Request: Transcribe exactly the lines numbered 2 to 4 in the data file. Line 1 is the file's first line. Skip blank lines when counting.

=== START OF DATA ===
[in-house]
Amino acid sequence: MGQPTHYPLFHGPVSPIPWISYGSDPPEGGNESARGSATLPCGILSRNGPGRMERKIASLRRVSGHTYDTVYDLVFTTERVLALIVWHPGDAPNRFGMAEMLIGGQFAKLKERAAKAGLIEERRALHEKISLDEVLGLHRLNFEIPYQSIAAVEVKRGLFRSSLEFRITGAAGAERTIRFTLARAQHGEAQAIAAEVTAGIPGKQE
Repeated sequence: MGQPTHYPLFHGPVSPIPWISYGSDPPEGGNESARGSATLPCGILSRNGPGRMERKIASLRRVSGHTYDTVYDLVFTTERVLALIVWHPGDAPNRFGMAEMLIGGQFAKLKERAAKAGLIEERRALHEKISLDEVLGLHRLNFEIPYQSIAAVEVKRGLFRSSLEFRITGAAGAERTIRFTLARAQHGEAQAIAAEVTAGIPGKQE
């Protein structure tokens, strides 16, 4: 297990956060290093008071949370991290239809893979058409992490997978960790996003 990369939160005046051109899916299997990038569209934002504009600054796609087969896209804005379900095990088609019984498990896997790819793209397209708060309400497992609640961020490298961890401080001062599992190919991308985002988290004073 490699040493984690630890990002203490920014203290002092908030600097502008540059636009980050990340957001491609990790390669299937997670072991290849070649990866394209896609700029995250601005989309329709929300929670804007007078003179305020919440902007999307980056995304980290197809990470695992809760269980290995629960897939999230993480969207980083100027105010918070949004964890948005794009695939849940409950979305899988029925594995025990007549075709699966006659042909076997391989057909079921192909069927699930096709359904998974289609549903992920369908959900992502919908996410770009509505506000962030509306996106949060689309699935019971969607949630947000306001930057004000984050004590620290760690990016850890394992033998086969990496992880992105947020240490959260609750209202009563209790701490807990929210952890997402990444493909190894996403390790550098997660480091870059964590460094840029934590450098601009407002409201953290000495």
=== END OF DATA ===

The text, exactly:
Amino acid sequence: MGQPTHYPLFHGPVSPIPWISYGSDPPEGGNESARGSATLPCGILSRNGPGRMERKIASLRRVSGHTYDTVYDLVFTTERVLALIVWHPGDAPNRFGMAEMLIGGQFAKLKERAAKAGLIEERRALHEKISLDEVLGLHRLNFEIPYQSIAAVEVKRGLFRSSLEFRITGAAGAERTIRFTLARAQHGEAQAIAAEVTAGIPGKQE
Repeated sequence: MGQPTHYPLFHGPVSPIPWISYGSDPPEGGNESARGSATLPCGILSRNGPGRMERKIASLRRVSGHTYDTVYDLVFTTERVLALIVWHPGDAPNRFGMAEMLIGGQFAKLKERAAKAGLIEERRALHEKISLDEVLGLHRLNFEIPYQSIAAVEVKRGLFRSSLEFRITGAAGAERTIRFTLARAQHGEAQAIAAEVTAGIPGKQE
């Protein structure tokens, strides 16, 4: 297990956060290093008071949370991290239809893979058409992490997978960790996003 990369939160005046051109899916299997990038569209934002504009600054796609087969896209804005379900095990088609019984498990896997790819793209397209708060309400497992609640961020490298961890401080001062599992190919991308985002988290004073 490699040493984690630890990002203490920014203290002092908030600097502008540059636009980050990340957001491609990790390669299937997670072991290849070649990866394209896609700029995250601005989309329709929300929670804007007078003179305020919440902007999307980056995304980290197809990470695992809760269980290995629960897939999230993480969207980083100027105010918070949004964890948005794009695939849940409950979305899988029925594995025990007549075709699966006659042909076997391989057909079921192909069927699930096709359904998974289609549903992920369908959900992502919908996410770009509505506000962030509306996106949060689309699935019971969607949630947000306001930057004000984050004590620290760690990016850890394992033998086969990496992880992105947020240490959260609750209202009563209790701490807990929210952890997402990444493909190894996403390790550098997660480091870059964590460094840029934590450098601009407002409201953290000495």